For now, worsening runoff from heavy rains is making homes in lowland areas such as Bwaise, a Kampala suburb, much more flood-prone. In the past, the Nsooba wetlands near Bwaise slowed and purified rainwater runoff before it entered Lake Victoria. Today, with the wetlands reduced in size, more polluted water – and more of it – enters the lake, affecting marine life and water quality, environmental experts say. The National Water and Sewerage Corporation, which draws water from Lake Victoria to supply 4 million people in the Kampala metropolitan area, says its spends 13 billion Ugandan shillings ($3.6 million) each year treating the water to remove pollutants.
In October, President Yoweri Museveni insisted that “all encroachers on wetlands must leave” and that former wetland areas should be restored. He asked European Union officials for financial help to compensate those now living or working in former wetland areas, including rice and dairy farmers in rural areas and settlers and brickmakers in urban locations. But removing from wetland areas factories built by wealthy Ugandans, Chinese and Indian industrialists may prove difficult.
The factories – which produce everything from electric appliances to mattresses – offer low-paid jobs much sought-after by Uganda’s youthful population, in a country with high unemployment like many sub-Saharan African nations. Under Uganda’s environmental laws, the only legal activities in wetlands are collection of household water, basket and trap fishing, picking of medicinal plants and some hunting.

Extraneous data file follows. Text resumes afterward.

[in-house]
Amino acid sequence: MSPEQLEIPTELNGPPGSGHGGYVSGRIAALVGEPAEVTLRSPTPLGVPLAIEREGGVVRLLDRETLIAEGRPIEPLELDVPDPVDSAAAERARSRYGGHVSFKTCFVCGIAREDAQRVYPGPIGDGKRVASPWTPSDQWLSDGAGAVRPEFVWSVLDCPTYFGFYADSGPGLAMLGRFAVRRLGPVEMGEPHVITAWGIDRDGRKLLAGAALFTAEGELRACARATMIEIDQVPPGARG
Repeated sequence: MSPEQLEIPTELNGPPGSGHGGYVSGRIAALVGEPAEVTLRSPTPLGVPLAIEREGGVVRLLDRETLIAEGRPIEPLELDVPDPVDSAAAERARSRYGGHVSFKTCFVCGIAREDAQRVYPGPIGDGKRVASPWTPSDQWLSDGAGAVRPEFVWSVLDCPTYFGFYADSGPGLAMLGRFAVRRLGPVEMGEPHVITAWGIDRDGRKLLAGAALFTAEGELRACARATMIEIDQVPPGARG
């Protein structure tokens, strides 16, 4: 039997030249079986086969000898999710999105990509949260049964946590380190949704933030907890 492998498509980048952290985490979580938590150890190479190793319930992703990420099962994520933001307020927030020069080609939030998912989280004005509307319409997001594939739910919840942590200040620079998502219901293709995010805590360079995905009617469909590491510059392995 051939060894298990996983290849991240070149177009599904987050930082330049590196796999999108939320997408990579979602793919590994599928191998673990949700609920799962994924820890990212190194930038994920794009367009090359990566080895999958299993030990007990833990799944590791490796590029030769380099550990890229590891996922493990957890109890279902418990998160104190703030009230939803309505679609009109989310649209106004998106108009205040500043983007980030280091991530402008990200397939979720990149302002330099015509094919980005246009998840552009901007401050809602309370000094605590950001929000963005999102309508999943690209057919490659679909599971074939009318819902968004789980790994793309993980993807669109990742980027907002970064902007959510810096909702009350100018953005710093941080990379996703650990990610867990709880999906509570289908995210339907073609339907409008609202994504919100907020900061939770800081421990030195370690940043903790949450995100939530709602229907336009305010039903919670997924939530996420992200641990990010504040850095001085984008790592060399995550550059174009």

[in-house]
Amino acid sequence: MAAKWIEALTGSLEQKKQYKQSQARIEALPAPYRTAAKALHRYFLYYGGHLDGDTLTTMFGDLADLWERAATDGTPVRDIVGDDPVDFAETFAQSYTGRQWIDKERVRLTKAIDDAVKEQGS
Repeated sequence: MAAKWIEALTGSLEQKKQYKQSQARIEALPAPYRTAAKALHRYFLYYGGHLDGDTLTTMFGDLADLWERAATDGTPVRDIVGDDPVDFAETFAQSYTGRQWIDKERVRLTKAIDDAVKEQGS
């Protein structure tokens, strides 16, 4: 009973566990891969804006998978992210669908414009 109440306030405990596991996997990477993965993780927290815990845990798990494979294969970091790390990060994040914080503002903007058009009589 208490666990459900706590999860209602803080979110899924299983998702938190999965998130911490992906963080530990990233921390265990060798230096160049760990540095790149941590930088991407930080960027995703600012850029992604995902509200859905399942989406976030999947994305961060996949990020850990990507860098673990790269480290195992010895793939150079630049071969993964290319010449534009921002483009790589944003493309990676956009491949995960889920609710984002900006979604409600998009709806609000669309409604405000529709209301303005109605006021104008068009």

Achilles Byaruhanga, the executive director at NatureUganda, a nonprofit, said Museveni had put in place the right legal framework to protect wetlands – but laws were not being enforced in part because of lack of finance and staffing for NEMA. Akankwasah, the head of the agency, said he also felt NEMA was understaffed and underfunded compared to other agencies in the country.